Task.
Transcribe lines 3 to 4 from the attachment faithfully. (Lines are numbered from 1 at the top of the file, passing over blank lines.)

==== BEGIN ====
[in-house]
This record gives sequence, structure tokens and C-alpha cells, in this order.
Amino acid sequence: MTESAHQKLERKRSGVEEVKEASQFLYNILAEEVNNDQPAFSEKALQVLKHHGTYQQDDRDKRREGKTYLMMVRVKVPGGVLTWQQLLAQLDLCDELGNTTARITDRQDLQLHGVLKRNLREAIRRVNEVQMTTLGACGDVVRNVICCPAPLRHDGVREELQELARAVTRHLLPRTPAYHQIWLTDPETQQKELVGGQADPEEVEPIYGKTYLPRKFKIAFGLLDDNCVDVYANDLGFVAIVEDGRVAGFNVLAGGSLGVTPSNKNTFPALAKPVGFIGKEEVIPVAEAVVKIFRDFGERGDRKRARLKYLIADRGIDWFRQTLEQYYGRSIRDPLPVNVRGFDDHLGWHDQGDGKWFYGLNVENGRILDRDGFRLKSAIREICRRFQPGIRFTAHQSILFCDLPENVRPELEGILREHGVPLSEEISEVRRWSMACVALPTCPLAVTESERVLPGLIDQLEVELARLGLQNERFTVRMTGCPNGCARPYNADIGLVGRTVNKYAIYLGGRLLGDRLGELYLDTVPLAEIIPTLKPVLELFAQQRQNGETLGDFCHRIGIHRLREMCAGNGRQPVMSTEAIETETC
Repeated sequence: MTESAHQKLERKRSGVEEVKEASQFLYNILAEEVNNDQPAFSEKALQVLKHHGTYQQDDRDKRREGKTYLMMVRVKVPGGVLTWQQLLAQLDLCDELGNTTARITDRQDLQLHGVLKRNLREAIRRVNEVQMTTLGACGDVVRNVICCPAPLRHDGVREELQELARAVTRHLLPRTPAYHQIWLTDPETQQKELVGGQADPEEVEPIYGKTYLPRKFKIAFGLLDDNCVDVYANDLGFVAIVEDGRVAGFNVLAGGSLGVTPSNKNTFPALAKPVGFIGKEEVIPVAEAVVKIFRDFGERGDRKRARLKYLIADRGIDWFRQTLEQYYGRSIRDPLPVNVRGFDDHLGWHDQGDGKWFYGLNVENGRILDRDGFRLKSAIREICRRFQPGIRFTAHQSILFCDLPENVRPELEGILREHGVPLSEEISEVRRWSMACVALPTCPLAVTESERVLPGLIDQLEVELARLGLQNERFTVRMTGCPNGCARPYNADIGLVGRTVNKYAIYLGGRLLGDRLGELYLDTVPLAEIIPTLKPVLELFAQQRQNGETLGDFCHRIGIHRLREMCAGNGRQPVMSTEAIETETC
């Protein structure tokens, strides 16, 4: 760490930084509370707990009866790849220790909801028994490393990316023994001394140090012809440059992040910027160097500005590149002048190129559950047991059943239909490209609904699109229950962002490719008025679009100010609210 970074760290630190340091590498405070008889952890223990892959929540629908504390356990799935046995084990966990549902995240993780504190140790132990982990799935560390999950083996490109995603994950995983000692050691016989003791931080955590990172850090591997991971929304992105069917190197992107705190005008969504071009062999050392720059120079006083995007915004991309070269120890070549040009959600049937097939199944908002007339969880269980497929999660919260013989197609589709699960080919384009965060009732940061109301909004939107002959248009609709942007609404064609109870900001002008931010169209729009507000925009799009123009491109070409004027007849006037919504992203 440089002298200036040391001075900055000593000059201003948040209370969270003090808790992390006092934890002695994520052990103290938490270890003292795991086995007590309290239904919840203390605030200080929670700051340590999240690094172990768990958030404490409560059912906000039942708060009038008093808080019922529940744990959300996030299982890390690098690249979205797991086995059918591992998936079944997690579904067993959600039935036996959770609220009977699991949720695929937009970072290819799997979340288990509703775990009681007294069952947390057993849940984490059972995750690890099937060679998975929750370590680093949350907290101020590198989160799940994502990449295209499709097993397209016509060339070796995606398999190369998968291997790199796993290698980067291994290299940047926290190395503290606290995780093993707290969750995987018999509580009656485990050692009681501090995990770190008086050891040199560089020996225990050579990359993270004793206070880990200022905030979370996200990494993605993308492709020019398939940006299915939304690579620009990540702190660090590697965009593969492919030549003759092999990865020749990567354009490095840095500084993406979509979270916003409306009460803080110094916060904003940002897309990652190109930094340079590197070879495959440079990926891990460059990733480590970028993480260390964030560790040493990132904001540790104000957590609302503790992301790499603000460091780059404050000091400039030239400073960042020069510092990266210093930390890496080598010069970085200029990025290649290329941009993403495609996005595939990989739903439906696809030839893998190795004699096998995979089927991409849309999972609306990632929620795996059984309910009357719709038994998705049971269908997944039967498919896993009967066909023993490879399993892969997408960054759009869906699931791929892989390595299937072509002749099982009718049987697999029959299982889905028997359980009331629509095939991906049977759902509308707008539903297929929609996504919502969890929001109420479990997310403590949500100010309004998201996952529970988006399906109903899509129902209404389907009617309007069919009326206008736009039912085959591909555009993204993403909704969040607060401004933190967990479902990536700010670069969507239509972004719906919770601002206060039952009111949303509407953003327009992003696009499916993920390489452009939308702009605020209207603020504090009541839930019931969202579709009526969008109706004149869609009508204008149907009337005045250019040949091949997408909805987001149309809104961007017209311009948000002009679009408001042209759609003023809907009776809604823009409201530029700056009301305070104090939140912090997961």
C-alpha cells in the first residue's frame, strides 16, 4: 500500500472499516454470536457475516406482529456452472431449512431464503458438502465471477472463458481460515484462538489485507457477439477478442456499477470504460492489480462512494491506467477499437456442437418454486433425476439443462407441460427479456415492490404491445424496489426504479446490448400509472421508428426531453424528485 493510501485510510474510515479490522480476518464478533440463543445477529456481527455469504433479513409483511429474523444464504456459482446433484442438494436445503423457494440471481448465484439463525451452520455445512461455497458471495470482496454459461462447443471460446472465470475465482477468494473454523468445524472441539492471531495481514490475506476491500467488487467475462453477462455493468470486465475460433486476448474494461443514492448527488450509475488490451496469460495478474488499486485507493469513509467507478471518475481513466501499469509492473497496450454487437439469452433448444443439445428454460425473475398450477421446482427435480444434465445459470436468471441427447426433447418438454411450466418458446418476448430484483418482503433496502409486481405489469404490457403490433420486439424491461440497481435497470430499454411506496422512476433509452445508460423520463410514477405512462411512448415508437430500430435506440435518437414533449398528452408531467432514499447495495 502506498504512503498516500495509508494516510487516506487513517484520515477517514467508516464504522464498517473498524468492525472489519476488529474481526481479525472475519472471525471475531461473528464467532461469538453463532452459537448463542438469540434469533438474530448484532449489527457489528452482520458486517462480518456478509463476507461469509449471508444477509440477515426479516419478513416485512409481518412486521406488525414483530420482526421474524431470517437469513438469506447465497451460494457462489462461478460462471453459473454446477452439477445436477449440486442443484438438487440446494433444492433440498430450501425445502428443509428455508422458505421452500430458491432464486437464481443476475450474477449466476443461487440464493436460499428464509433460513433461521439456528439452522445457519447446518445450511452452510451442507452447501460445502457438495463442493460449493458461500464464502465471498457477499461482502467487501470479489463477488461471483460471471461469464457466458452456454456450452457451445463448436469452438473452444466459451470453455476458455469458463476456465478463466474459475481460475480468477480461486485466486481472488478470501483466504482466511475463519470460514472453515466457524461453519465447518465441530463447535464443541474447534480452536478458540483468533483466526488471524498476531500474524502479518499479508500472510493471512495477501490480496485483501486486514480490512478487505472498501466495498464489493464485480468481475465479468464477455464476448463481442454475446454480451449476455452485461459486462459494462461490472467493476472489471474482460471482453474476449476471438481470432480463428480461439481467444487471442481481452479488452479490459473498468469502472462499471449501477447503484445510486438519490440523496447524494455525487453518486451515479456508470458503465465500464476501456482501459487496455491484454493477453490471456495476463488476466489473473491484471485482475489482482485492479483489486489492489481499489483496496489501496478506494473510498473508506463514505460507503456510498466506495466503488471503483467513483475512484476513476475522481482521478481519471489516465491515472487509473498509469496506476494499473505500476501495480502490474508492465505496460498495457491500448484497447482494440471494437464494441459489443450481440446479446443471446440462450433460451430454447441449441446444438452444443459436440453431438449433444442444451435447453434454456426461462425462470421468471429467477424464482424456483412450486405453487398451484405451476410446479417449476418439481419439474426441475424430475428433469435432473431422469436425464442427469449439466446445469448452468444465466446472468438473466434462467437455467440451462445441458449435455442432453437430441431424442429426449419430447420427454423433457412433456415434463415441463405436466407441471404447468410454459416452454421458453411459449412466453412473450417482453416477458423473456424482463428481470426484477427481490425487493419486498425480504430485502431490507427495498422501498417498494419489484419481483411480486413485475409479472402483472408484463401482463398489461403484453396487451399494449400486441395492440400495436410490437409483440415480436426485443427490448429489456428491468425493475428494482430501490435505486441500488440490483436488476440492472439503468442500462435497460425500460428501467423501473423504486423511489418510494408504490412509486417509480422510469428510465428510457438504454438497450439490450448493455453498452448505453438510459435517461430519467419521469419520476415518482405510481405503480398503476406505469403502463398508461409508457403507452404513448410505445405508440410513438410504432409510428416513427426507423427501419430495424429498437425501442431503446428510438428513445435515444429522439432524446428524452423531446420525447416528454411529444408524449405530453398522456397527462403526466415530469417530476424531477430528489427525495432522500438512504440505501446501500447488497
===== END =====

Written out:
Amino acid sequence: MTESAHQKLERKRSGVEEVKEASQFLYNILAEEVNNDQPAFSEKALQVLKHHGTYQQDDRDKRREGKTYLMMVRVKVPGGVLTWQQLLAQLDLCDELGNTTARITDRQDLQLHGVLKRNLREAIRRVNEVQMTTLGACGDVVRNVICCPAPLRHDGVREELQELARAVTRHLLPRTPAYHQIWLTDPETQQKELVGGQADPEEVEPIYGKTYLPRKFKIAFGLLDDNCVDVYANDLGFVAIVEDGRVAGFNVLAGGSLGVTPSNKNTFPALAKPVGFIGKEEVIPVAEAVVKIFRDFGERGDRKRARLKYLIADRGIDWFRQTLEQYYGRSIRDPLPVNVRGFDDHLGWHDQGDGKWFYGLNVENGRILDRDGFRLKSAIREICRRFQPGIRFTAHQSILFCDLPENVRPELEGILREHGVPLSEEISEVRRWSMACVALPTCPLAVTESERVLPGLIDQLEVELARLGLQNERFTVRMTGCPNGCARPYNADIGLVGRTVNKYAIYLGGRLLGDRLGELYLDTVPLAEIIPTLKPVLELFAQQRQNGETLGDFCHRIGIHRLREMCAGNGRQPVMSTEAIETETC
Repeated sequence: MTESAHQKLERKRSGVEEVKEASQFLYNILAEEVNNDQPAFSEKALQVLKHHGTYQQDDRDKRREGKTYLMMVRVKVPGGVLTWQQLLAQLDLCDELGNTTARITDRQDLQLHGVLKRNLREAIRRVNEVQMTTLGACGDVVRNVICCPAPLRHDGVREELQELARAVTRHLLPRTPAYHQIWLTDPETQQKELVGGQADPEEVEPIYGKTYLPRKFKIAFGLLDDNCVDVYANDLGFVAIVEDGRVAGFNVLAGGSLGVTPSNKNTFPALAKPVGFIGKEEVIPVAEAVVKIFRDFGERGDRKRARLKYLIADRGIDWFRQTLEQYYGRSIRDPLPVNVRGFDDHLGWHDQGDGKWFYGLNVENGRILDRDGFRLKSAIREICRRFQPGIRFTAHQSILFCDLPENVRPELEGILREHGVPLSEEISEVRRWSMACVALPTCPLAVTESERVLPGLIDQLEVELARLGLQNERFTVRMTGCPNGCARPYNADIGLVGRTVNKYAIYLGGRLLGDRLGELYLDTVPLAEIIPTLKPVLELFAQQRQNGETLGDFCHRIGIHRLREMCAGNGRQPVMSTEAIETETC